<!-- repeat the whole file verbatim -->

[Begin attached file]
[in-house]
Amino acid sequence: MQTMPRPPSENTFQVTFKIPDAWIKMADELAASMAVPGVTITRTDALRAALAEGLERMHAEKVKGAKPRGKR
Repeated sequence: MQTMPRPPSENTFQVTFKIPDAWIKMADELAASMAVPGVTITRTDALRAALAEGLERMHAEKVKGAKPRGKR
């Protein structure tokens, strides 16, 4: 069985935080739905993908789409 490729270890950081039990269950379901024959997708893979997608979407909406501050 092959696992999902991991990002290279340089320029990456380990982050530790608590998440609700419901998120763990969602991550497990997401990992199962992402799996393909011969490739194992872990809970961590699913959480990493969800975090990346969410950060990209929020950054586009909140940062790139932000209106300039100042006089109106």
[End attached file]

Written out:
[in-house]
Amino acid sequence: MQTMPRPPSENTFQVTFKIPDAWIKMADELAASMAVPGVTITRTDALRAALAEGLERMHAEKVKGAKPRGKR
Repeated sequence: MQTMPRPPSENTFQVTFKIPDAWIKMADELAASMAVPGVTITRTDALRAALAEGLERMHAEKVKGAKPRGKR
């Protein structure tokens, strides 16, 4: 069985935080739905993908789409 490729270890950081039990269950379901024959997708893979997608979407909406501050 092959696992999902991991990002290279340089320029990456380990982050530790608590998440609700419901998120763990969602991550497990997401990992199962992402799996393909011969490739194992872990809970961590699913959480990493969800975090990346969410950060990209929020950054586009909140940062790139932000209106300039100042006089109106």